Finland's new prime minister wants to introduce a flexible four-day working week and six-hour days.
Sanna Marin, the world’s youngest sitting prime minister, wants to implement the shorter working week - which she believes is the "next step" in working life.
"I believe people deserve to spend more time with their families, loved ones, hobbies and other aspects of life, such as culture," she told New Europe.
"This could be the next step for us in working life."
The Social Democratic Party leader, who heads a five-party coalition all led by women, was inspired by neighbouring Sweden, which adopted the six-hour day in 2015.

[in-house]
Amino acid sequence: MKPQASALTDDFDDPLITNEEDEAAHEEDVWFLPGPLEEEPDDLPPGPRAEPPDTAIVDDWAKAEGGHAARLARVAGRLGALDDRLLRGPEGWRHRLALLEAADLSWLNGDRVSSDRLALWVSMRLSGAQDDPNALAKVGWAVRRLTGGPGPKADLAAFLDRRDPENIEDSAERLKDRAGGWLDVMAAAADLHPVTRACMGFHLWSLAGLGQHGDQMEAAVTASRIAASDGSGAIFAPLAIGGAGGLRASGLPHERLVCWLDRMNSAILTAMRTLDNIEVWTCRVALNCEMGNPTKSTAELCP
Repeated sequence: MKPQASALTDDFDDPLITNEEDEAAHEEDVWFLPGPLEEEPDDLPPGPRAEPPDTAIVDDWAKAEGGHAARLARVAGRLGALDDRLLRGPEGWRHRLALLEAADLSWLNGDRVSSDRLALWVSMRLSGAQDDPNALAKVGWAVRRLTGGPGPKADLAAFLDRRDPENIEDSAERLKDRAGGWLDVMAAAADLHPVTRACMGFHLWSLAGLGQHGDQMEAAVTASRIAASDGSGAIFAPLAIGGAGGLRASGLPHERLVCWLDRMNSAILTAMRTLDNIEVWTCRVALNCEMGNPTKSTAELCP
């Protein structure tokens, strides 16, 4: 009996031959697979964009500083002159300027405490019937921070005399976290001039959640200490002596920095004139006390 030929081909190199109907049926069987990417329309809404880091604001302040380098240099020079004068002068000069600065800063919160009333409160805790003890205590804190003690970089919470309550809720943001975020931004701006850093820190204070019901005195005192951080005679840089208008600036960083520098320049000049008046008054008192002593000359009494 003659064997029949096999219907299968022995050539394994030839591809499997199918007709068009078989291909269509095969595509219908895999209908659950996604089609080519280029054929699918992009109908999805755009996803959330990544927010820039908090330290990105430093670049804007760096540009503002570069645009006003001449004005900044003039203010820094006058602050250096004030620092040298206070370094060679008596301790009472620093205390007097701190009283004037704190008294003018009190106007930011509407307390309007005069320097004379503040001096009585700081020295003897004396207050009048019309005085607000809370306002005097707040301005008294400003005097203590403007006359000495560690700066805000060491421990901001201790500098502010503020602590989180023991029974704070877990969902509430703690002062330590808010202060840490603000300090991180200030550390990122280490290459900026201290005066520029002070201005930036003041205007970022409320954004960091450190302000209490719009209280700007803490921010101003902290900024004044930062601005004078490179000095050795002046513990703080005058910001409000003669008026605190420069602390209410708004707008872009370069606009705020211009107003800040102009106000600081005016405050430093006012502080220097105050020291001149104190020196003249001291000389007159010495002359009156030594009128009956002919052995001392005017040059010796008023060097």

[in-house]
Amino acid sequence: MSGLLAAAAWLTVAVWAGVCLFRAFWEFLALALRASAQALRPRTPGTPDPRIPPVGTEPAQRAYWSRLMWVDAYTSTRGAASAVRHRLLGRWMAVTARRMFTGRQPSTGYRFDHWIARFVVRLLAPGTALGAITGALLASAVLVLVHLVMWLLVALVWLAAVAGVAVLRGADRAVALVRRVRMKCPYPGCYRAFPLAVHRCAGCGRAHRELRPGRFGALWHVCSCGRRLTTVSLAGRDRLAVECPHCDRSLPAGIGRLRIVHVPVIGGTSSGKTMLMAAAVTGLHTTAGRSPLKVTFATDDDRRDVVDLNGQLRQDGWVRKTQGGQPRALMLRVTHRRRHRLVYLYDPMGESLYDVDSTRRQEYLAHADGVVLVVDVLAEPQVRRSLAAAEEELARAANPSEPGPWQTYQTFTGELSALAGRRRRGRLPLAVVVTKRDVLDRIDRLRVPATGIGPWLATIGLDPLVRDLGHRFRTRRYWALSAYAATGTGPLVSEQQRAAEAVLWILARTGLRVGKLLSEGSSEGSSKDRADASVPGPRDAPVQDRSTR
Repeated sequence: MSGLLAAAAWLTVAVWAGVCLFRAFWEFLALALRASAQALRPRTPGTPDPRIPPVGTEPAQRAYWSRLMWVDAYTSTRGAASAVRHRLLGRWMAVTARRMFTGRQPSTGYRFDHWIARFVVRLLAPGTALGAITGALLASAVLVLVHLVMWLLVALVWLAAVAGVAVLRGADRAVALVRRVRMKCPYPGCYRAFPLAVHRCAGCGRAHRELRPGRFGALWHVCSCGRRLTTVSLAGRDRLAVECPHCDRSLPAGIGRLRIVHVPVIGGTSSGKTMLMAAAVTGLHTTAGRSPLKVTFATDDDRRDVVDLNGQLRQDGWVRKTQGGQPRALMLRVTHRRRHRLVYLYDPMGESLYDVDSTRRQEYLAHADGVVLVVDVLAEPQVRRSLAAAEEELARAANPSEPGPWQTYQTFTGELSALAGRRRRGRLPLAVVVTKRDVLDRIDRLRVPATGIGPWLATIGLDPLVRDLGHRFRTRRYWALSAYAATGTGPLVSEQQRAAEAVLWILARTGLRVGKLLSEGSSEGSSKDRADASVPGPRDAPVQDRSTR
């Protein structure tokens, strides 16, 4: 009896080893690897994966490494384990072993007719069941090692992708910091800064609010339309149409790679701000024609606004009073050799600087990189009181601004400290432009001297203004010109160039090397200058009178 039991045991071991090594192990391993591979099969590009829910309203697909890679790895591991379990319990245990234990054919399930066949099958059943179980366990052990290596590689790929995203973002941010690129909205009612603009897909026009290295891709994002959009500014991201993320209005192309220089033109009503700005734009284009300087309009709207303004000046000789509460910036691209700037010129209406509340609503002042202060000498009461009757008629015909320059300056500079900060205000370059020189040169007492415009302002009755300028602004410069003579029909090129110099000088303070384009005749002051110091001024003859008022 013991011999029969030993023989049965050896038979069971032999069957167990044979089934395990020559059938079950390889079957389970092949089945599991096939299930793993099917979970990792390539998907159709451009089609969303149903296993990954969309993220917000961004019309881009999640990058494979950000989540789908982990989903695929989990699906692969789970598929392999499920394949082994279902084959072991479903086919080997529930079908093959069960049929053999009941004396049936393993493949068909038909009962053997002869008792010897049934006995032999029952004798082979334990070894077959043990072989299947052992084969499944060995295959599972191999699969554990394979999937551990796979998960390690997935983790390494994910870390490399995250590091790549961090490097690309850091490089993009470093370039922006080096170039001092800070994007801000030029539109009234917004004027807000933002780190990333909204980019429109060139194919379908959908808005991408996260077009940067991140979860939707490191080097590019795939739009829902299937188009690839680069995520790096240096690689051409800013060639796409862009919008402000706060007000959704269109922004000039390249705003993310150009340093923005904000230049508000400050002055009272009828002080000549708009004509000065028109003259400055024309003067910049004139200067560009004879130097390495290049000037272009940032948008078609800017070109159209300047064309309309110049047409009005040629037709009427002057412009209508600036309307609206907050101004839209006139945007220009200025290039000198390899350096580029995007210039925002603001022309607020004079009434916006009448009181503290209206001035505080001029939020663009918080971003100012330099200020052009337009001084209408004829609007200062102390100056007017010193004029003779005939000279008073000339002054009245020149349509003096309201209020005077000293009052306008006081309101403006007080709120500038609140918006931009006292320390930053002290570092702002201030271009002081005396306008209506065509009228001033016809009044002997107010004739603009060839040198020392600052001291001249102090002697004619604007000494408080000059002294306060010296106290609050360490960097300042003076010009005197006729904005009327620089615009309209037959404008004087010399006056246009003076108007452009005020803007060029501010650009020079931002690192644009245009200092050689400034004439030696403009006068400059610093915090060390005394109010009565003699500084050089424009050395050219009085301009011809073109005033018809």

Early results appear to show that employees were happier, wealthier and more productive, as they were still fully paid and customers were more satisfied.
Most Fins currently work for around eight hours a day, five days a week.
In 1996, Finland adopted the Working Hours Pact in 1996 so workers had the right to start or finish three hours earlier.
In the UK, Labour had plans to introduce a four-day week within 10 years if they had won December's general election.
Labour also had plans to reduce the average working week to 32 hours.